• Gainers and losers: HDFC was the top gainer in the Sensex pack, spurting 5.5%, followed by Titan, Reliance, Kotak Bank, Asian Paints, Sun Pharma and Tata Steel. On the other hand, Infosys and HCL Tech were the laggards. Elsewhere in Asia, bourses in Tokyo, Seoul, Hong Kong and Shanghai ended with significant gains. Stock exchanges in Europe were trading on a mixed note in mid-session deals.
  • The forecast: “The next few days, you will see a more steadied response to the Fed hike by major portfolio managers and allocators who will look at the implications (of the hike),” Joseph Thomas, head of research at Emkay Wealth Management, told Reuters. Besides, lower oil prices, progress in Russia-Ukraine talks and more relaxations to Covid-19 curbs helped the markets perform well this week.
  • Smart rupee: The rupee’s recovery came after the dollar retreated against most currencies following the US Fed’s 25-basis point hike in interest rates. Sentiment was also in favour of the rupee after foreign institutional investors turned net purchasers. “A very sharp depreciation of the rupee in the year ahead is unlikely in our base case, though the currency could face volatility near term, if geopolitical tensions persist and crude oil prices rise further,” research firm Crisil said in a report.
8. Moody’s lowers India’s GDP growth rate forecast but…
8. Moody’s lowers India’s GDP growth rate forecast but…
Ratings agency Moody’s has cut India’s GDP growth rate forecast for 2022 by 40 basis points from 9.5% to 9.1% due to the impact of the Ukraine war — this, after raising it from 7% last month on a stronger than expected recovery from second Covid-19 wave.

Moody’s may be right…

  • The ratings agency has blamed the global impact of the Russia-Ukraine war on the downtick in India’s GDP forecast, even though it admits that India, as a surplus producer of foodgrains, will benefit in the short term from high prevailing prices as exports from Ukraine, often called the world’s granary, have been curtailed due to the war.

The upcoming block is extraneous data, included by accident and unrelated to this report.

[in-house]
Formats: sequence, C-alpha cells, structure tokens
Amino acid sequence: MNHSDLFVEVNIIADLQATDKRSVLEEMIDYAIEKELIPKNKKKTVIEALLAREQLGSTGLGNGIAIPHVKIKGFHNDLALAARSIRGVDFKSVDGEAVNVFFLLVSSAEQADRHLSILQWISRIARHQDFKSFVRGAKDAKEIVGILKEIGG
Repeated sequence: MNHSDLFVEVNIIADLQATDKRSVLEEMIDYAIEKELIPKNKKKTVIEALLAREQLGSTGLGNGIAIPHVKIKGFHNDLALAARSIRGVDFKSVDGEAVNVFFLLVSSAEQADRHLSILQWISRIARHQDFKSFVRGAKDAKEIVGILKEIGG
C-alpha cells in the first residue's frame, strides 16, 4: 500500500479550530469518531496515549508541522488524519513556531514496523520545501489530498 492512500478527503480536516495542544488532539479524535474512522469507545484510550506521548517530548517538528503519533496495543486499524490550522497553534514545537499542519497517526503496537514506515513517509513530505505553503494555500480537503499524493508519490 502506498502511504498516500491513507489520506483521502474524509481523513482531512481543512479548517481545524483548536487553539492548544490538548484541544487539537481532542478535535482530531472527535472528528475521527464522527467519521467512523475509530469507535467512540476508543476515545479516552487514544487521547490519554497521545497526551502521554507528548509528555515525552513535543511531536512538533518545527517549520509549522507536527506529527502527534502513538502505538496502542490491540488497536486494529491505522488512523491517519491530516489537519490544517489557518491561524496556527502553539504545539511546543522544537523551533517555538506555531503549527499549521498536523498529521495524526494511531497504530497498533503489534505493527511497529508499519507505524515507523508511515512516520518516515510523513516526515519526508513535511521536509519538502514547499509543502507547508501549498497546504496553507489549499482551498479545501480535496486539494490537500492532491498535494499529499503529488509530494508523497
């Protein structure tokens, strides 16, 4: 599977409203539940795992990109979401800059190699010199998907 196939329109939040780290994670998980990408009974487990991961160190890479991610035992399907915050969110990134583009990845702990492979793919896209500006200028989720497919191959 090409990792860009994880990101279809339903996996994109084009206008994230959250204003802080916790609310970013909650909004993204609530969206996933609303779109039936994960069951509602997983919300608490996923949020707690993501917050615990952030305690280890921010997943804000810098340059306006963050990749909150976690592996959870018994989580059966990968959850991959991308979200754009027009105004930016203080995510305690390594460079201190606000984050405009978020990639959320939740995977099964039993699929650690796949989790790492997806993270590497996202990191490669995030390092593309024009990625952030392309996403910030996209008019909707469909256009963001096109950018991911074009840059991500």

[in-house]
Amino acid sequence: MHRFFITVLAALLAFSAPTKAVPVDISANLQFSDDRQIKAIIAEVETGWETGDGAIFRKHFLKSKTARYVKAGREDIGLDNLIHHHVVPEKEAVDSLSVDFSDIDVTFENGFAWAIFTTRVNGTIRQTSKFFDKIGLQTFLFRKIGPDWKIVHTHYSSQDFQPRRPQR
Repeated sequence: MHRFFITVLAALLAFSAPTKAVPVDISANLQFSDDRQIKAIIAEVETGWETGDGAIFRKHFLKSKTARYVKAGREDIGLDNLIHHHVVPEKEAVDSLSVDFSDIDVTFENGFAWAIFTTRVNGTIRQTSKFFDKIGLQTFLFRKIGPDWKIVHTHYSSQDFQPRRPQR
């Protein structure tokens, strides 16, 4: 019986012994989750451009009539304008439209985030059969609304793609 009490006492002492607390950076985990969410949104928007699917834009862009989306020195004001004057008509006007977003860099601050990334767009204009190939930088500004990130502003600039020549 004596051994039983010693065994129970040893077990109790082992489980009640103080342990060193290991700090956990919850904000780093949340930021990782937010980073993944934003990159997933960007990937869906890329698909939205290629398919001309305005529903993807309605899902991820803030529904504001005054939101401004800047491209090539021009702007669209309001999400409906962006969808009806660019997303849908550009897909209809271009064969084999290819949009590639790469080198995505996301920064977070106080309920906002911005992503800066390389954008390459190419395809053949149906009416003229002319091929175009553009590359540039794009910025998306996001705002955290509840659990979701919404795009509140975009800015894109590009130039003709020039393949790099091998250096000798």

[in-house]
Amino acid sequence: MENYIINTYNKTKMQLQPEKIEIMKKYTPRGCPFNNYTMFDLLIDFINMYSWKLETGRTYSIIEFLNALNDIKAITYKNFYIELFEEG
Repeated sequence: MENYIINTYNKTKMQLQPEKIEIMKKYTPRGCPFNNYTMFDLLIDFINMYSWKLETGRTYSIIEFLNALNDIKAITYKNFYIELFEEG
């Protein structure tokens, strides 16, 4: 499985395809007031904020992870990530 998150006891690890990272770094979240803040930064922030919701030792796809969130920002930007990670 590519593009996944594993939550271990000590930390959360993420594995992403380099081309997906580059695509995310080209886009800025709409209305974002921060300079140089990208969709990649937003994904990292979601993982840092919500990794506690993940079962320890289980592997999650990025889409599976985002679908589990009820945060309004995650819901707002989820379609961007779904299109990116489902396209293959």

• Moody’s says it has taken into account the high crude oil prices and a higher fertiliser import bill, “potentially limiting planned capital spending” by the Centre. Consequently, it has also marginally lowered its forecast for India’s GDP growth rate for 2023, from 5.5% to 5.4%.

…except that

  • Crude oil prices have cooled off from around $139 per barrel to around $100 per barrel with the result that the much anticipated fuel price hike has still not happened even after elections were over.
  • Despite the sustained military offensive by Russia against Ukraine, both countries said they might be closer to a realistic peace deal than before.
9. What’s India’s policy for the Arctic?
9. What’s India’s policy for the Arctic?
The policy
  • The Centre on Thursday released India’s Arctic policy. The policy lays down six pillars: strengthening India’s scientific research and cooperation, climate and environmental protection, economic and human development, transportation and connectivity, governance and international cooperation, and national capacity building in the Arctic region. “Implementing policy will involve multiple stakeholders, including academia, the research community, business, and industry,” said the ministry in a statement.
  • India is, currently, undertaking several scientific studies and research in the region and has, so far, conducted 13 expeditions to the Arctic.

The power

  • The focus of the policy is also to increase India’s participation in the Arctic Council and improve understanding of the complex governance structures in the region, which is relevant to geopolitics.
  • India is among the 13 nations that are observers in the Arctic Council which include France, Germany, Italy, Japan, Netherlands, China, Poland, South Korea, Spain, Switzerland and the United Kingdom. The Council is a high-level intergovernmental forum that addresses issues faced by the Arctic governments and the indigenous people of the region.

The history

  • The country’s engagement with the Arctic dates back a century when ‘Svalbard Treaty’ was signed in February 1920 in Paris, and it has since then been actively involved in studies related to Arctic oceanography, atmosphere, pollution and microbiology.

Bhagwant Mann. The chief minister (CM) of Punjab, who at 48 is the second youngest after Parkash Singh Badal — who first became CM at the age of 42 — to occupy the post, announced the launch of an anti-corruption helpline number which he said will be his WhatsApp number. The two time AAP Lok Sabha MP said the helpline will be launched from March 23.

Follow news that matters to you in real-time.
Join 3 crore news enthusiasts.

Written by: Rakesh Rai, Tejeesh Nippun Singh
Research: Rajesh Sharma


Source link